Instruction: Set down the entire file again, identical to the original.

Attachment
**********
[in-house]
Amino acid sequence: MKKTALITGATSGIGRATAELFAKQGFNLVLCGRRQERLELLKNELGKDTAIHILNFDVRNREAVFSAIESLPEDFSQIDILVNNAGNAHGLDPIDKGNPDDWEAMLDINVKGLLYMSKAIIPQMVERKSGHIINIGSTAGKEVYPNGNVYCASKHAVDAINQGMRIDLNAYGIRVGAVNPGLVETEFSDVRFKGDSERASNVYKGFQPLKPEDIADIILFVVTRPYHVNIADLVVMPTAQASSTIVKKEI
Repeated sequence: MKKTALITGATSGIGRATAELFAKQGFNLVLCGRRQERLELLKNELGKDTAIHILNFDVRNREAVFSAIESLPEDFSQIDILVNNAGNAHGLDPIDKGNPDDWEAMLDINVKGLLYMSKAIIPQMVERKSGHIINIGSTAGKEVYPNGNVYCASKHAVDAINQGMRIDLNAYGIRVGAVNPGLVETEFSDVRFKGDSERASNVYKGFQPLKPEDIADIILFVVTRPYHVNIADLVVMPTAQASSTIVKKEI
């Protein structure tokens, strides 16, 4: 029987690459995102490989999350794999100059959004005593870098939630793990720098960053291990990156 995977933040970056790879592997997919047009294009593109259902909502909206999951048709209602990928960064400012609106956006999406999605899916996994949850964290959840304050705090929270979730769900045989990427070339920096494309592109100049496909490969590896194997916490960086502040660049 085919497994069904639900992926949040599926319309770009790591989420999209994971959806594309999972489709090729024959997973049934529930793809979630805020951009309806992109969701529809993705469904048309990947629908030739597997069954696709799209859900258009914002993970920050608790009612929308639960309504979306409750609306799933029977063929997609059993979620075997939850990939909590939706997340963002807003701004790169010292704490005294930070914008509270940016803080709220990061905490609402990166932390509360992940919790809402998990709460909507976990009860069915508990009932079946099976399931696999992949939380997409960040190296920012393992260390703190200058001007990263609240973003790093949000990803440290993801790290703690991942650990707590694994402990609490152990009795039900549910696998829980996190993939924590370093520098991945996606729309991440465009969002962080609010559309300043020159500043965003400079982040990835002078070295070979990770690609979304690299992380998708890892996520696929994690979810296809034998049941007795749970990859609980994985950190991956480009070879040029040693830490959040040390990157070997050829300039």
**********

[in-house]
Amino acid sequence: MKKTALITGATSGIGRATAELFAKQGFNLVLCGRRQERLELLKNELGKDTAIHILNFDVRNREAVFSAIESLPEDFSQIDILVNNAGNAHGLDPIDKGNPDDWEAMLDINVKGLLYMSKAIIPQMVERKSGHIINIGSTAGKEVYPNGNVYCASKHAVDAINQGMRIDLNAYGIRVGAVNPGLVETEFSDVRFKGDSERASNVYKGFQPLKPEDIADIILFVVTRPYHVNIADLVVMPTAQASSTIVKKEI
Repeated sequence: MKKTALITGATSGIGRATAELFAKQGFNLVLCGRRQERLELLKNELGKDTAIHILNFDVRNREAVFSAIESLPEDFSQIDILVNNAGNAHGLDPIDKGNPDDWEAMLDINVKGLLYMSKAIIPQMVERKSGHIINIGSTAGKEVYPNGNVYCASKHAVDAINQGMRIDLNAYGIRVGAVNPGLVETEFSDVRFKGDSERASNVYKGFQPLKPEDIADIILFVVTRPYHVNIADLVVMPTAQASSTIVKKEI
């Protein structure tokens, strides 16, 4: 029987690459995102490989999350794999100059959004005593870098939630793990720098960053291990990156 995977933040970056790879592997997919047009294009593109259902909502909206999951048709209602990928960064400012609106956006999406999605899916996994949850964290959840304050705090929270979730769900045989990427070339920096494309592109100049496909490969590896194997916490960086502040660049 085919497994069904639900992926949040599926319309770009790591989420999209994971959806594309999972489709090729024959997973049934529930793809979630805020951009309806992109969701529809993705469904048309990947629908030739597997069954696709799209859900258009914002993970920050608790009612929308639960309504979306409750609306799933029977063929997609059993979620075997939850990939909590939706997340963002807003701004790169010292704490005294930070914008509270940016803080709220990061905490609402990166932390509360992940919790809402998990709460909507976990009860069915508990009932079946099976399931696999992949939380997409960040190296920012393992260390703190200058001007990263609240973003790093949000990803440290993801790290703690991942650990707590694994402990609490152990009795039900549910696998829980996190993939924590370093520098991945996606729309991440465009969002962080609010559309300043020159500043965003400079982040990835002078070295070979990770690609979304690299992380998708890892996520696929994690979810296809034998049941007795749970990859609980994985950190991956480009070879040029040693830490959040040390990157070997050829300039």